• So, let me get this straight: Neil Gaiman once sued Todd McFarlane for not paying him for new characters he created for McFarlane. Erik Larsen's defense of McFarlane is that Gaiman didn't create anything new for McFarlane; They were just obvious and minimal variations on existing McFarlane-created characters. Now Gaiman is suing McFarlane for making obvious and minimal variations on characters Gaiman created which were once described as obvious and minimal variations on characters McFarlane created.
Comics make my head spin sometimes.
• Thought that "Wednesday Comics" hardcover was big? Check out the upcoming "Dave Stevens' The Rocketeer: Artist's Edition." Yikes!
• Coming this September: The two original "Perhapanauts" mini-series from Dark Horse see a new printing from Image Comics, for just $18 at 240 pages. Here's my review of "Perhapanauts" #1 from November, 2005.
• Have you seen the list of TV shows doing presentations in San Diego this summer? I'm thinking of referring to the event now as "San Diego Ex-Comic-Con." But since it's "Comic-Con International: San Diego," even my new name is years out of date. Besides, this is all just jealousy of those of you lucky enough to be going this year. I'll be home, saving my precious few vacation days for time with the family.
• The link in the preceding paragraph about a comic convention in San Diego comes from The Hollywood Reporter, not a comics publication. Welcome to the modern world of making comics profitable.
• Still, I can tell the convention is just around the corner, because I'm getting the annual spike of people who want to send me review copies of their forthcoming small press (I'm being generous there, in many cases) comics, most of which are so hideous looking that "free" is overpriced.
• One such email came from a publisher whose website categorizes its comics as "Properties." That's not the message you want to convey to comics readers. Save it for Hollywood, folks.
• Dark Horse reprinted "Blade of the Immortal, Volume 3" for the eighth time this month. "Buffy Season 8, Volume 2" is up to its fourth printing. And "Serenity, Volume 1" hit its seventh reprinting. Impressive numbers, all. Congrats to Dark Horse.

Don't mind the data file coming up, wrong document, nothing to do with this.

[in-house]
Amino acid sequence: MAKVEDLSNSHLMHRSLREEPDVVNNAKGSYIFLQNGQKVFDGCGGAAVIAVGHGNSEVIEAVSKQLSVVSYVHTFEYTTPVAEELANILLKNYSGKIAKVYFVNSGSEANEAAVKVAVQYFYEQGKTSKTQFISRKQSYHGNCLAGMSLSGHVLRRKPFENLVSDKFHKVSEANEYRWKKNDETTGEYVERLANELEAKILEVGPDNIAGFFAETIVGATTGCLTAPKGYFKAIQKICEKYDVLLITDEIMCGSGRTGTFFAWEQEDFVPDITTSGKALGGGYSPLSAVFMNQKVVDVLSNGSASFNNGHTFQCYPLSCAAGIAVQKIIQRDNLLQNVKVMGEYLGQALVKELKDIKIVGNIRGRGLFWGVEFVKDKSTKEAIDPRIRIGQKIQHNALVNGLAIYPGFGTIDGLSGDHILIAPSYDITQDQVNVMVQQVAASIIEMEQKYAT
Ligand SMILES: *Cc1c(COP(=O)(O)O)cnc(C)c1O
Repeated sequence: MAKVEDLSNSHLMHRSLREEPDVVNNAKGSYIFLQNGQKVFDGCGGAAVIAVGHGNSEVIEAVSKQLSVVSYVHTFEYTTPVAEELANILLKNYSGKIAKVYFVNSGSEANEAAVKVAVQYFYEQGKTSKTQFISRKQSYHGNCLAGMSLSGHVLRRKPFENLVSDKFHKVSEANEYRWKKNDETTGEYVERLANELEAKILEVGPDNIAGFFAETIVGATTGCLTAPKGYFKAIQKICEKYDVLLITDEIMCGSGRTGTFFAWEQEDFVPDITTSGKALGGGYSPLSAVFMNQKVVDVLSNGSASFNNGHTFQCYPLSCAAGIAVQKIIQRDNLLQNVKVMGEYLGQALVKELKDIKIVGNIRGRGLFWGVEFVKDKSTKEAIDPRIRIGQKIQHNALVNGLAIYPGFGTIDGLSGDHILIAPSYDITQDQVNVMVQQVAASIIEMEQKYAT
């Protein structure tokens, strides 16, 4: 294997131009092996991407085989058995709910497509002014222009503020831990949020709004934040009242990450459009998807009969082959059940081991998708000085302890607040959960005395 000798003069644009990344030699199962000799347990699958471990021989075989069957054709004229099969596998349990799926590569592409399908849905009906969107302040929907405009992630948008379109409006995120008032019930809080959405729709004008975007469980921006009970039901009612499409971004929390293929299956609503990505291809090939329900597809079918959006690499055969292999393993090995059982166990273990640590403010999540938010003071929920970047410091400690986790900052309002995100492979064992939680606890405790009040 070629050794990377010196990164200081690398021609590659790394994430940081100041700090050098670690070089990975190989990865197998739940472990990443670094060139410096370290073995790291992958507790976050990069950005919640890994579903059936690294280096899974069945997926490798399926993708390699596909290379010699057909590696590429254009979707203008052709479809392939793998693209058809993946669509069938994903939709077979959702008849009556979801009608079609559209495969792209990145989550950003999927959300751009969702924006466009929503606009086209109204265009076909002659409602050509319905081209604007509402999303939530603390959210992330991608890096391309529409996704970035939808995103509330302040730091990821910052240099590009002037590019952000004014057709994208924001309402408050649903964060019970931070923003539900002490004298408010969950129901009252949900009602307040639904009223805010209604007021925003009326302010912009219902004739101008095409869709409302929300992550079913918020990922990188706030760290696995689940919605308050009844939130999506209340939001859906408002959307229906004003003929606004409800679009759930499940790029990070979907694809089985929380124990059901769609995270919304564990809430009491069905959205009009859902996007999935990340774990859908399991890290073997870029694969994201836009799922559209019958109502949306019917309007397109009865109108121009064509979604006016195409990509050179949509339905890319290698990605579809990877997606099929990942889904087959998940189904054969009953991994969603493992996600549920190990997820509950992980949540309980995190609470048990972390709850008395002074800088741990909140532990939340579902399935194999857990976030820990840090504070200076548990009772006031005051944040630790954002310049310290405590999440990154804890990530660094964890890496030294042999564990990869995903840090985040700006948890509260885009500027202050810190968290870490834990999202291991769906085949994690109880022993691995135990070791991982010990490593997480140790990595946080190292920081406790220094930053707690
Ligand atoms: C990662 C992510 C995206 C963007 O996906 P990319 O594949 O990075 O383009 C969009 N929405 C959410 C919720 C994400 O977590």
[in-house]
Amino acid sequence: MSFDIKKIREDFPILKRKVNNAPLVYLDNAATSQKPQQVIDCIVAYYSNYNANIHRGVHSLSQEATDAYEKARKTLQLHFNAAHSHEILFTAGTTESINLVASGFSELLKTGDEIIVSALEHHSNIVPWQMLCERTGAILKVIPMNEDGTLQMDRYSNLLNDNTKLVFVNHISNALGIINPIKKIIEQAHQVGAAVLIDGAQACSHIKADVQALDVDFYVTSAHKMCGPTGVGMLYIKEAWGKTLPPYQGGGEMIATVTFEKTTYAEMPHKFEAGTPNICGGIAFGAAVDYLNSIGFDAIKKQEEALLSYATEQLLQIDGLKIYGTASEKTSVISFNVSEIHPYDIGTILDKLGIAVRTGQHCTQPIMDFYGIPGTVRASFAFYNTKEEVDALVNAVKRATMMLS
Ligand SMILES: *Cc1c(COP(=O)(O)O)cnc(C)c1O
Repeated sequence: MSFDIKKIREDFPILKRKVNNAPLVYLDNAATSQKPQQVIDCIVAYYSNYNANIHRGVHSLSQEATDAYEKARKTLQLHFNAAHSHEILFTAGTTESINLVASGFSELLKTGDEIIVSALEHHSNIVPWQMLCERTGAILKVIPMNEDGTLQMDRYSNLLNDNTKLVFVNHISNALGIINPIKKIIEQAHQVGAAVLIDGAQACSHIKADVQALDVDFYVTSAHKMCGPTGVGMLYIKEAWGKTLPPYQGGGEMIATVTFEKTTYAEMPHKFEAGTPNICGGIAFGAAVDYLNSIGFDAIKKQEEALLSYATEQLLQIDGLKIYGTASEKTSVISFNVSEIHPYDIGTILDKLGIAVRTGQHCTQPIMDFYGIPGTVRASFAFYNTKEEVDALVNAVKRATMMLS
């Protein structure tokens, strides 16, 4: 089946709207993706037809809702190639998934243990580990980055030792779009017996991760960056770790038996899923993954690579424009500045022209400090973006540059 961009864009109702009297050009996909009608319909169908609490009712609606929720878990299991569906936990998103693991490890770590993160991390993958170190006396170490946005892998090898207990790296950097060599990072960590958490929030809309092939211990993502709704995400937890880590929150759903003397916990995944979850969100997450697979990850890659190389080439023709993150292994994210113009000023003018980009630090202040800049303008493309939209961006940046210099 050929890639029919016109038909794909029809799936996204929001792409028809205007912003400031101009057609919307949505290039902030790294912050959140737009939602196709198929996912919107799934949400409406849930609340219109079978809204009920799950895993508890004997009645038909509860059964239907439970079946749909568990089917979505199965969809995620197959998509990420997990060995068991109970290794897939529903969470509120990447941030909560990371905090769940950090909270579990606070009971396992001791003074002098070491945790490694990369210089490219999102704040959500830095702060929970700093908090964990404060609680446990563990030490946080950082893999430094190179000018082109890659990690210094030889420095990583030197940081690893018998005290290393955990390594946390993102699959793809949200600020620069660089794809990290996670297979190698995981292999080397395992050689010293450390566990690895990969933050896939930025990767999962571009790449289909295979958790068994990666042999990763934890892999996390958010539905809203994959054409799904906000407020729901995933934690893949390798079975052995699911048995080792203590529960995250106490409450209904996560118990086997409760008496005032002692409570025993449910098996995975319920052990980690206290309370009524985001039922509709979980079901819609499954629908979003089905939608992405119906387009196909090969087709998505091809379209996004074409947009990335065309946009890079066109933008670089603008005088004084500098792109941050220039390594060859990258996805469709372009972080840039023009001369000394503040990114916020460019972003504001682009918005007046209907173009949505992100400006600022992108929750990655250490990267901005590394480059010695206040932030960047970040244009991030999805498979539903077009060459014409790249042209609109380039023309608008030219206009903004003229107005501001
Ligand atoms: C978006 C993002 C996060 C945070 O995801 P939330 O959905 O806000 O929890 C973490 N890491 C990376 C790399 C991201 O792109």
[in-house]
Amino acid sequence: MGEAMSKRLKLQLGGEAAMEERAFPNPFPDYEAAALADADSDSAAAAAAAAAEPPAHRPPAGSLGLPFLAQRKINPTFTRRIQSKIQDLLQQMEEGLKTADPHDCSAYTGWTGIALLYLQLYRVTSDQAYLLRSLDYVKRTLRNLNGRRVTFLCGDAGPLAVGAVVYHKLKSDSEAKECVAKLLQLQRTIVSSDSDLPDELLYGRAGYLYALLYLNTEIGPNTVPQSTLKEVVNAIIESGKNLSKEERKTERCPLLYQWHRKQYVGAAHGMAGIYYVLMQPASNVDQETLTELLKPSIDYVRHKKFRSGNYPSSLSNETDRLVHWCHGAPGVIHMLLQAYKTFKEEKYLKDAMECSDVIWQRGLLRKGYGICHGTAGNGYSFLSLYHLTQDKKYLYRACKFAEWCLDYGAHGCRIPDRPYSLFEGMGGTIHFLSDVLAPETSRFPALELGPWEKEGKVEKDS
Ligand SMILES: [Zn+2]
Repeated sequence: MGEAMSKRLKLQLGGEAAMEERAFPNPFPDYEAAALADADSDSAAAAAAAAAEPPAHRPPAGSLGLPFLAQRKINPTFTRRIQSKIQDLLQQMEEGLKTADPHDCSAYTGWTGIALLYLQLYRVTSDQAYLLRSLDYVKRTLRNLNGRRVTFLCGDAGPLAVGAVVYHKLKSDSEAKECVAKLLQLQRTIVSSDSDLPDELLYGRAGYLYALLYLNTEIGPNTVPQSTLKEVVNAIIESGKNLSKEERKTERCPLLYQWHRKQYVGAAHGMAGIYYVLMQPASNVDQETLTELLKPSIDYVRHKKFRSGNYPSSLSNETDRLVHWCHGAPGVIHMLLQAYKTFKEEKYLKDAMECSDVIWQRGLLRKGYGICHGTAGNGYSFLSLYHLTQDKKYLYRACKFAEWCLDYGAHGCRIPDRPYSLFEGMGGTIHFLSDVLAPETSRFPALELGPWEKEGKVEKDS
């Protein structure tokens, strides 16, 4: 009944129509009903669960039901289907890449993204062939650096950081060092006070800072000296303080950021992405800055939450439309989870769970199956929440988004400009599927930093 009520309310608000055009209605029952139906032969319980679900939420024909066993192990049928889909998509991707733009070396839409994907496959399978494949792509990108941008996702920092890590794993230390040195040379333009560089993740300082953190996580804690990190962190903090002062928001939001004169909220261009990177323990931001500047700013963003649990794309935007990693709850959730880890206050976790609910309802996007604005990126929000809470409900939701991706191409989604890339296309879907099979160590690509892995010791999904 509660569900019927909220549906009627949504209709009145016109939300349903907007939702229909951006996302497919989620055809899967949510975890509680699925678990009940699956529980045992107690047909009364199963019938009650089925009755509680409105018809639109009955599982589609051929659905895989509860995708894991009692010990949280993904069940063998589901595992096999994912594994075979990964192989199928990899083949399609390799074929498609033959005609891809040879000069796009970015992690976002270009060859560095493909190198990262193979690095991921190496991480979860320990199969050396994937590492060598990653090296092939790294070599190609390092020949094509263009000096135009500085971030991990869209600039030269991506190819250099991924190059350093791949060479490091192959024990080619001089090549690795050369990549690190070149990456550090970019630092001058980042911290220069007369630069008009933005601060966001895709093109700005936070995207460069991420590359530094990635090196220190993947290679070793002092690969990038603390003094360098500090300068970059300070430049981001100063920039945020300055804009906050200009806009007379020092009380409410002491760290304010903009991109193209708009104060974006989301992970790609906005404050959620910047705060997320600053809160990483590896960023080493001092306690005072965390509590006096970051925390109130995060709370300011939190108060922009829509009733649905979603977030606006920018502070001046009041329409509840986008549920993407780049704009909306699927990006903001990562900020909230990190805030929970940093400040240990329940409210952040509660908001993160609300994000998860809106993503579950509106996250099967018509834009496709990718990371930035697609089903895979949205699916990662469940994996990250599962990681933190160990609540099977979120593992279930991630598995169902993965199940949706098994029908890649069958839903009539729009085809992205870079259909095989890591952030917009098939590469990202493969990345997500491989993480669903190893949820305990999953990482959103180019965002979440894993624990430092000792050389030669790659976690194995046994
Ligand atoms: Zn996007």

• Dave Sim discusses "Cerebus" #300. Check out that puppet at the 1:44 mark. Avert your eyes from the Comic Sans font used in the captions.
• Speaking of which, here's an eight minute documentary on the horror that is Comic Sans.
• Watch Erik Larsen draw for a fan. On the off chance you've never seen him holding a pen, you're in for a freakish treat.
• Or how about video of Walter Simonson inking a Cyclops sketch?
• I'd love to see Marvel's Soleil lineup include "Legendes de Troy: L'Expedition D'Alunys." Check out those preview pages. Beautiful stuff. The story might be utter crap for all I know, but I love looking at those pages... (Click on the link that says "Decouvrez les 6 premieres planches de cet album." My loose translation: Discover the first six pages of this album.)
• My apologies to my French-speaking readers who no doubt have a headache from my lack of accents in the previous paragraph. As an American, I lack the patience to find those keys on my keyboard.
• Thanks to Christopher Butcher for pointing out Enrico Casarosa's "The Venice Chronicles." Check out a preview of the book here. It's a travelogue diary of Casarosa's time spent in Italy. It's amazing work from the PIXAR artist, often loose and colorful, sometimes simply gestural. As someone who loves to peruse photographers' websites to see what they come back with from trips overseas, I particularly love seeing Casarosa's watercolors and short comics about his time spent in Italy. It's a similar pursuit through a different medium. The book is 144 color pages in hardcover for just $20. It's on my short list of books to buy next.
Also recommended for the photography-minded is David duChemin's e-book, "Venice, a Monograph," which shows off his pictures from a recent trip to the same city. Same location, vastly different results. I think the two might work well together, though.
Keeping it short this week while I recharge the reading batteries. There are enough links above, though, to keep you busy for a little bit, though, right?
I'm over on Twitter for most immediate discussions. Let dodge the Fail Whale together!